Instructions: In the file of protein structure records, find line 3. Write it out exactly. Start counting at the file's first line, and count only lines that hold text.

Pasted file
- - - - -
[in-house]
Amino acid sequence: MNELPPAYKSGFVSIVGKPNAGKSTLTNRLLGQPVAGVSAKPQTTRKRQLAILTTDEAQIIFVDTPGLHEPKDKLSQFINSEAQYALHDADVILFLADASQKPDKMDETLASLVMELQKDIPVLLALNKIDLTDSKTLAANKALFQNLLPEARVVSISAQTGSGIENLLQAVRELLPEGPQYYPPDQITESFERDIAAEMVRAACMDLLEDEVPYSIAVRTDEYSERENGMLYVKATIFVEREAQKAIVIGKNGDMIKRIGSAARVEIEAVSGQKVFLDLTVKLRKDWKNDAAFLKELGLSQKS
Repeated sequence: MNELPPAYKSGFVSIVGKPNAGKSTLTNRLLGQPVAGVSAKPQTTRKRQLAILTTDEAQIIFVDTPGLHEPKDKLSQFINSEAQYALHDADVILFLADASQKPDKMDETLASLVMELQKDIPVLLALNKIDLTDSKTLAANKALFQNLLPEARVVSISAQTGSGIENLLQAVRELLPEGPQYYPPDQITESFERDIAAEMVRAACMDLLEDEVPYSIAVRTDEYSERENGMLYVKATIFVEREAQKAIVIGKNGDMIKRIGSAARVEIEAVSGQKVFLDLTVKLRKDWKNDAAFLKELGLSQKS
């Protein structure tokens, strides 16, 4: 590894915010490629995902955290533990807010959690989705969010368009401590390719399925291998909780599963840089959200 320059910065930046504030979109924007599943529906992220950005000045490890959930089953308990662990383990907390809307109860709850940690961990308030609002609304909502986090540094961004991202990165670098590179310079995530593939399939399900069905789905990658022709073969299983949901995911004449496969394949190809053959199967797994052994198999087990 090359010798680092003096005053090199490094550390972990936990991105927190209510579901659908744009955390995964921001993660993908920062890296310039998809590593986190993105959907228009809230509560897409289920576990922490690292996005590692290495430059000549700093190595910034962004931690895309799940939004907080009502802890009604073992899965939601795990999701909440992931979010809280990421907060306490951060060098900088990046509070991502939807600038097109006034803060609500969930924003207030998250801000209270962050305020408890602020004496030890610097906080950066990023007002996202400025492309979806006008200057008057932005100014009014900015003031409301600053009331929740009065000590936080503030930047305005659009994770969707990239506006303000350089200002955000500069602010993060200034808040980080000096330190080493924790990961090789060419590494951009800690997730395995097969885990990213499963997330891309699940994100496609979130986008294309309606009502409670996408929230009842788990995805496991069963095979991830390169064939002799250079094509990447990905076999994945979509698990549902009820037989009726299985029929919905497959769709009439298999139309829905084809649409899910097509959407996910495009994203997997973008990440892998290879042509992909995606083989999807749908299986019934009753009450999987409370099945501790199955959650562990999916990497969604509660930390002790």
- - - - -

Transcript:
Repeated sequence: MNELPPAYKSGFVSIVGKPNAGKSTLTNRLLGQPVAGVSAKPQTTRKRQLAILTTDEAQIIFVDTPGLHEPKDKLSQFINSEAQYALHDADVILFLADASQKPDKMDETLASLVMELQKDIPVLLALNKIDLTDSKTLAANKALFQNLLPEARVVSISAQTGSGIENLLQAVRELLPEGPQYYPPDQITESFERDIAAEMVRAACMDLLEDEVPYSIAVRTDEYSERENGMLYVKATIFVEREAQKAIVIGKNGDMIKRIGSAARVEIEAVSGQKVFLDLTVKLRKDWKNDAAFLKELGLSQKS